8. 3RD FLOOR/IRISH COWBOY/PUB FICTION
If you came to Houston to cut loose and party, you’d best find your way to Midtown. This part of town is reserved for weekend revelry, and no bars better personify this notion than the trio of 3rd Floor, Irish Cowboy and Pub Fiction. Irish Cowboy (the former Celtic Gardens) has undergone a major patio expansion, as has Pub Fiction, both of which make for ideal spaces to round up a large crew, hit the town, knock down some drinks and stay out until last call (which, for you non-Texas types, is 2 a.m.) (2303 Smith, 3rdfloorhouston.com/irishcowboy.com/pubfiction.com)
7. FIREHOUSE SALOON
No, most Houstonians don’t wear cowboy hats or ride their horses to work. That said, some stereotypical Texas qualities do exist here. Namely, Houston has a lot of really good honky-tonks and dance halls. Owned by firemen (hence the name), Firehouse Saloon has been serving up cold beer and country music for more than 20 years. (5930 Southwest Freeway, firehousesaloon.com)
Montrose is one of Houston’s oldest and most revered neighborhoods, and Rudyard’s is basically (as it bills itself) “Montrose’s living room.” The food specials rank among the most diverse in the city — one night is steak night, another is curry night, and don’t forget chicken burrito night — and the craft beer selection is vast. Plus, every night of the week features either live music, stand-up comedy or spoken-word performances, so Rudz is definitely a place to kick back and let someone else do the talking. (2010 Waugh, rudyardspub.com)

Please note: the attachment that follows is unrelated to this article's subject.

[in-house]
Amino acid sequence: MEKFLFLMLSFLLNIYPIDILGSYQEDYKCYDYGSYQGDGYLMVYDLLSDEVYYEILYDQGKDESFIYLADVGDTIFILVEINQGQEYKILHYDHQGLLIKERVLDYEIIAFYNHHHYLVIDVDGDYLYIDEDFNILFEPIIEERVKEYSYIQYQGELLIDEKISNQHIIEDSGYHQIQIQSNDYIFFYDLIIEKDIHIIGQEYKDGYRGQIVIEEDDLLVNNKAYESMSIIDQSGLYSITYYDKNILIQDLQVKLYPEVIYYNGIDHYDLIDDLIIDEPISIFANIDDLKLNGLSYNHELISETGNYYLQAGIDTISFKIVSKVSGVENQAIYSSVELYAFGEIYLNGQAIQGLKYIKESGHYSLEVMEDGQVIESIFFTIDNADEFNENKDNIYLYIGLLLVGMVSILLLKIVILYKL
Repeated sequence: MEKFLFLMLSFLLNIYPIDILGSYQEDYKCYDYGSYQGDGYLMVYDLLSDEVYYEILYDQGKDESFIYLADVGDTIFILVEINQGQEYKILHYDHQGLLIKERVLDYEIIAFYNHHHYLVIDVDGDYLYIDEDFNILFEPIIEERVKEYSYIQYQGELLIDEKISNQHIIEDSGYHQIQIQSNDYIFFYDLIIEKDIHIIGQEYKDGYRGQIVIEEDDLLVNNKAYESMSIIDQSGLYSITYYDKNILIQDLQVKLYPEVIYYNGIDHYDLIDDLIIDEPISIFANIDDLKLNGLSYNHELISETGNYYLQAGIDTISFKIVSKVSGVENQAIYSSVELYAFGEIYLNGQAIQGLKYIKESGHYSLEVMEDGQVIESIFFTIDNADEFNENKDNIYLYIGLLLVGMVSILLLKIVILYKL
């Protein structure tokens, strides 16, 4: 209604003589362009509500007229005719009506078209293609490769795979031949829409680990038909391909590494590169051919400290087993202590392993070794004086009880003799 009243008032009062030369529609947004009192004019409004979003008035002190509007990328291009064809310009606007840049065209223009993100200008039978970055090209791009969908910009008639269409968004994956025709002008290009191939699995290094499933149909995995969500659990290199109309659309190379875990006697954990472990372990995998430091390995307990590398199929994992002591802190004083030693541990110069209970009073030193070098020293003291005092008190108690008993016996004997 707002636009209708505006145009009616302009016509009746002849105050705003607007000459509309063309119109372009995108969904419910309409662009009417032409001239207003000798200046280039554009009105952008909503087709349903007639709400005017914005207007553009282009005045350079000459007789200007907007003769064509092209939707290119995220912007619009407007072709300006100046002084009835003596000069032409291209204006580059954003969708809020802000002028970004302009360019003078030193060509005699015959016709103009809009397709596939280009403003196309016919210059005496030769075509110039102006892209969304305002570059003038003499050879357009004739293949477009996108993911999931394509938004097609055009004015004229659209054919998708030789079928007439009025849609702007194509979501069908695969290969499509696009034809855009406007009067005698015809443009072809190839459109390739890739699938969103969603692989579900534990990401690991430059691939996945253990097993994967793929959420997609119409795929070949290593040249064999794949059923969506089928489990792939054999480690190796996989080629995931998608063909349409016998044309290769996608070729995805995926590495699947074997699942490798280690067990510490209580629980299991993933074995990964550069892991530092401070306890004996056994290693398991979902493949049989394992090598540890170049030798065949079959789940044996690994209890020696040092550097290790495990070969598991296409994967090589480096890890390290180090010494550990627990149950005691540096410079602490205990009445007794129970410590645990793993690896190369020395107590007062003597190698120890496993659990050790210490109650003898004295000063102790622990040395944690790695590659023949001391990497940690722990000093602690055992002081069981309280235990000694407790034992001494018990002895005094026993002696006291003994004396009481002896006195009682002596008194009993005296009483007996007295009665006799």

5. POISON GIRL
Another Montrose favorite, Poison Girl is the place to visit if you want to meet and talk with native Houstonians and those who call our city home. The bar caters to an array of clientele, young and old alike, and the whiskey selection is something special. Plus, the patio is legit, the pinball machines are fun and Poison Girl – located in the heart of Montrose – is within walking distance of various other local haunts. (1641 Westheimer Suite B, facebook.com/Poison-Girl-Cocktail-Lounge)
4. UNDER THE VOLCANO